Weiss suggests that it is expensive to implement breakthrough characteristics across all three offerings (products, services, and relationships), and that products and even services can easily be copied by competitors. So instead, he says, your products should only be at the level equivalent to compete with your competitors… the real difference is in the relationship, which should be astonishingly value-added.

I’ve spent some time thinking about Weiss’ ideas and am building on them with my own ideas below:


  • Existing businesses spend a lot of money on product innovation while their relationship-building remains lackluster at best. Investing even half of the money spent on adding innovating product value into adding relationship value can have a huge impact on customer retention and word of mouth.
  • Some businesses – especially smaller home-based businesses (Tupperware, Norwex, Avon) and businesses where there is no product differentiation (real estate, investment firms, accounting firms, dentists, freelancers) – simply CAN’T innovate their products or services. So relationship value is going to be the key differentiator.
  • It costs money to innovate products (and often services). It doesn’t cost as much money to innovate relationships. Rather, it costs time.
  • Start-ups that have a simple product and not a lot of money can still compete in the big leagues with unparalleled relationship building.


  • Product innovation is sexy and gets way more funding in budgets than relationship-building
  • Linking sales to products is much easier than linking sales to relationships – and when you innovate your product and see sales go up, it’s easier to make the connection between product innovation and sales.


  • Start by analyzing your sales funnel to understand how you market, sell, and build relationships. Understand how specific activities in your sales funnel move contacts forward.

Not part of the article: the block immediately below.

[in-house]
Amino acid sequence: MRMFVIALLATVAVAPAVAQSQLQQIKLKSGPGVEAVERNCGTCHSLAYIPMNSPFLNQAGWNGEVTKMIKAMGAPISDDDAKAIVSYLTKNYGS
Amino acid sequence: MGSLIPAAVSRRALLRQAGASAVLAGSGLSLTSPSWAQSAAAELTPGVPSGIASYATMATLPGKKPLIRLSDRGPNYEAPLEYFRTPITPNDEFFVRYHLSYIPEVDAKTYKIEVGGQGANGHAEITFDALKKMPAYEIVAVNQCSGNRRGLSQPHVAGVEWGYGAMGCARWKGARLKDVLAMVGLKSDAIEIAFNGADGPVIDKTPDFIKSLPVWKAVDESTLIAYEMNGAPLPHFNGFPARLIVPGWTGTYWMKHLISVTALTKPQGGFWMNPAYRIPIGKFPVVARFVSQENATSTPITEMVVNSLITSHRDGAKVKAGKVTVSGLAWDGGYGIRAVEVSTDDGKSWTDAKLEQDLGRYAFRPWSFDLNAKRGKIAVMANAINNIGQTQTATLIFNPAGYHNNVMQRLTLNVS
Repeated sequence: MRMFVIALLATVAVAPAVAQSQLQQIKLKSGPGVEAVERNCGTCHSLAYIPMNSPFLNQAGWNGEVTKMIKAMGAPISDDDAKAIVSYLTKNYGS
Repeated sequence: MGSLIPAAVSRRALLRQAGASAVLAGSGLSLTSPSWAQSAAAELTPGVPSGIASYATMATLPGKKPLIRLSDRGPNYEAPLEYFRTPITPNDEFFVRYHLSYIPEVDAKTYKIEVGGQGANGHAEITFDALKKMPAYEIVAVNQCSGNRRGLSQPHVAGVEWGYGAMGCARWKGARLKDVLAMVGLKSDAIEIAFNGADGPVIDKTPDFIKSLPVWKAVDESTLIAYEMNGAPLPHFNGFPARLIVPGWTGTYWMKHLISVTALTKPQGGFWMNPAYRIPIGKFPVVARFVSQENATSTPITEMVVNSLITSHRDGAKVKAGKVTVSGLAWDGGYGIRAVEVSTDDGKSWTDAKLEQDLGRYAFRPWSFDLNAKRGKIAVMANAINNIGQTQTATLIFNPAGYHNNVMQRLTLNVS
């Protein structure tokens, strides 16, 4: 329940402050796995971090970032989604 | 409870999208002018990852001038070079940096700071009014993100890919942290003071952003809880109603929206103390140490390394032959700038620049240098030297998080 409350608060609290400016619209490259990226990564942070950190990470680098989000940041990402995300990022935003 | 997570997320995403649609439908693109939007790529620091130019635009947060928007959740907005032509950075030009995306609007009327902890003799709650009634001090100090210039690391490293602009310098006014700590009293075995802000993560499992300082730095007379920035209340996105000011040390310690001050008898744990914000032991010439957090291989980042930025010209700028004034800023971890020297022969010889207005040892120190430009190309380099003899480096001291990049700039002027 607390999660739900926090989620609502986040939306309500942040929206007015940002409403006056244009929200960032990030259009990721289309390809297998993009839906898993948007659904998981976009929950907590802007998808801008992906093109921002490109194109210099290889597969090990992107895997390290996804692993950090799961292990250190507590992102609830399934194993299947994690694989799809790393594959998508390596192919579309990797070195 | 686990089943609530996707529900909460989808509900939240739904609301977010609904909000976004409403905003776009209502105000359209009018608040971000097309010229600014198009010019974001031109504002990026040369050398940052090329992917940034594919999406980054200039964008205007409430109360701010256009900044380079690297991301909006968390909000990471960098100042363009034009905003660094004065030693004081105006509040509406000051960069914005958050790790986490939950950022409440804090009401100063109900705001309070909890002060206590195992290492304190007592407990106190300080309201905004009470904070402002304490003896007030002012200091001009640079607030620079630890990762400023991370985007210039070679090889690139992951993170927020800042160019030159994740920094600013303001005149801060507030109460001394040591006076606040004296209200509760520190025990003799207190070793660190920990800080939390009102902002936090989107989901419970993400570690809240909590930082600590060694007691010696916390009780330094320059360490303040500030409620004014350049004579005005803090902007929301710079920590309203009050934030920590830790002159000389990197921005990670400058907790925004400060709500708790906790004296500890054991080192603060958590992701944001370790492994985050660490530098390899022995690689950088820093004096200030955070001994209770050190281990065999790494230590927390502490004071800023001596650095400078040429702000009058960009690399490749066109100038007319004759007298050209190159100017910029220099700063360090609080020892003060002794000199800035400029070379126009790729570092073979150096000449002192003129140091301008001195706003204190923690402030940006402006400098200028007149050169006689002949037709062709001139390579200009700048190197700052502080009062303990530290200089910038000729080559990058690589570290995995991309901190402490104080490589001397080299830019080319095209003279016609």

• Implement a CRM system. In other words, stop leaving customer names on sticky notes on your office wall. Tie your CRM system to your sales funnel.
  • Keep diligent notes on your clients.
  • Market your ass off to load up your list of prospects and build relationships with those contacts. Sales will happen if you do that.
  • During a sale, keep your customer informed at every step. Don’t ever let them wonder about what the next step is or whether you’ve forgotten about them. (Note to self: I’m definitely guilty of this).
  • Find out what your competitors are doing and go an extra mile. No, wait. Go an extra ten miles. Call your customers more (without bugging them). Email them. Follow them on various social media. Participate in their conversations.
  • After the sale, remember that you have a relationship with them. Don’t ignore them. Don’t treat them like a prospect. Build an entire system around the post-sale customer. Send them valuable things (not just coupons for another product, but information that you think they’ll find valuable). Take a personal interest in them. Figure out what they need in their business and connect them with people and information that can help them… even if it means no additional revenue for you.